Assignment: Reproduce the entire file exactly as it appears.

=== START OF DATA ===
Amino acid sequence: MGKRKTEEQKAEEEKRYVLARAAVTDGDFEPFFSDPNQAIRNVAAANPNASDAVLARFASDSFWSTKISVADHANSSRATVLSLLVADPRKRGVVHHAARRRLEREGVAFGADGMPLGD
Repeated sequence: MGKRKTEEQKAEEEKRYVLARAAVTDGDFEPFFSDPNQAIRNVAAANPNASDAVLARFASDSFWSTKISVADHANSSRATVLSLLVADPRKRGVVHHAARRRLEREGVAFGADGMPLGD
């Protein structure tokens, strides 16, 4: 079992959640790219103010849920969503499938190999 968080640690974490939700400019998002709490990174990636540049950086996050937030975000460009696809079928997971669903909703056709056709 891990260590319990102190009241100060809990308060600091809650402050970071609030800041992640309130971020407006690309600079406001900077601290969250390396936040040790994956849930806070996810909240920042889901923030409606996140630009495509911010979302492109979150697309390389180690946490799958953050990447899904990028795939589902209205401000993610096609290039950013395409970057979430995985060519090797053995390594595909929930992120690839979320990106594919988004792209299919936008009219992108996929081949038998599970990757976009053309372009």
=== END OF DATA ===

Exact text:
Amino acid sequence: MGKRKTEEQKAEEEKRYVLARAAVTDGDFEPFFSDPNQAIRNVAAANPNASDAVLARFASDSFWSTKISVADHANSSRATVLSLLVADPRKRGVVHHAARRRLEREGVAFGADGMPLGD
Repeated sequence: MGKRKTEEQKAEEEKRYVLARAAVTDGDFEPFFSDPNQAIRNVAAANPNASDAVLARFASDSFWSTKISVADHANSSRATVLSLLVADPRKRGVVHHAARRRLEREGVAFGADGMPLGD
């Protein structure tokens, strides 16, 4: 079992959640790219103010849920969503499938190999 968080640690974490939700400019998002709490990174990636540049950086996050937030975000460009696809079928997971669903909703056709056709 891990260590319990102190009241100060809990308060600091809650402050970071609030800041992640309130971020407006690309600079406001900077601290969250390396936040040790994956849930806070996810909240920042889901923030409606996140630009495509911010979302492109979150697309390389180690946490799958953050990447899904990028795939589902209205401000993610096609290039950013395409970057979430995985060519090797053995390594595909929930992120690839979320990106594919988004792209299919936008009219992108996929081949038998599970990757976009053309372009």